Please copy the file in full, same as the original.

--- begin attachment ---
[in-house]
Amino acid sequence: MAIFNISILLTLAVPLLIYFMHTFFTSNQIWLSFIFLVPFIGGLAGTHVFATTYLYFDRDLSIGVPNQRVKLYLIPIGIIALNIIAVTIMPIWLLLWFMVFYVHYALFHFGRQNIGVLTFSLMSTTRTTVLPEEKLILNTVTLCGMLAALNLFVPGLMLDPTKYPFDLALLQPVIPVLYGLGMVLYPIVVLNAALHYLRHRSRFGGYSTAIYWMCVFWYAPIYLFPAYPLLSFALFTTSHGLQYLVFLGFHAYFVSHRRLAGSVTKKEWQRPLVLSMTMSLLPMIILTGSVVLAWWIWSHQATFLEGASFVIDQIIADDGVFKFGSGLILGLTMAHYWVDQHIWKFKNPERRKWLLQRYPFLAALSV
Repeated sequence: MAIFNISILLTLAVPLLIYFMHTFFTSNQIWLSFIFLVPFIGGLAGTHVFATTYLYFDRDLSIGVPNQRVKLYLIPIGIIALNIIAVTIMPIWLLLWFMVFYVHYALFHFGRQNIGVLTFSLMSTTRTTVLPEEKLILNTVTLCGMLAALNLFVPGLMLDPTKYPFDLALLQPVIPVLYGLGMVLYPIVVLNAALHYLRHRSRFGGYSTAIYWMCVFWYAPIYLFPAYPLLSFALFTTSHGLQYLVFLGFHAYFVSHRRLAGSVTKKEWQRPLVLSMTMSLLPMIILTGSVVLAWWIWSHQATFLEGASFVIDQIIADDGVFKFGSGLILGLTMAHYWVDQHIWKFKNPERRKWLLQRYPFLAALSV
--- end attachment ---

[in-house]
Amino acid sequence: MAIFNISILLTLAVPLLIYFMHTFFTSNQIWLSFIFLVPFIGGLAGTHVFATTYLYFDRDLSIGVPNQRVKLYLIPIGIIALNIIAVTIMPIWLLLWFMVFYVHYALFHFGRQNIGVLTFSLMSTTRTTVLPEEKLILNTVTLCGMLAALNLFVPGLMLDPTKYPFDLALLQPVIPVLYGLGMVLYPIVVLNAALHYLRHRSRFGGYSTAIYWMCVFWYAPIYLFPAYPLLSFALFTTSHGLQYLVFLGFHAYFVSHRRLAGSVTKKEWQRPLVLSMTMSLLPMIILTGSVVLAWWIWSHQATFLEGASFVIDQIIADDGVFKFGSGLILGLTMAHYWVDQHIWKFKNPERRKWLLQRYPFLAALSV
Repeated sequence: MAIFNISILLTLAVPLLIYFMHTFFTSNQIWLSFIFLVPFIGGLAGTHVFATTYLYFDRDLSIGVPNQRVKLYLIPIGIIALNIIAVTIMPIWLLLWFMVFYVHYALFHFGRQNIGVLTFSLMSTTRTTVLPEEKLILNTVTLCGMLAALNLFVPGLMLDPTKYPFDLALLQPVIPVLYGLGMVLYPIVVLNAALHYLRHRSRFGGYSTAIYWMCVFWYAPIYLFPAYPLLSFALFTTSHGLQYLVFLGFHAYFVSHRRLAGSVTKKEWQRPLVLSMTMSLLPMIILTGSVVLAWWIWSHQATFLEGASFVIDQIIADDGVFKFGSGLILGLTMAHYWVDQHIWKFKNPERRKWLLQRYPFLAALSV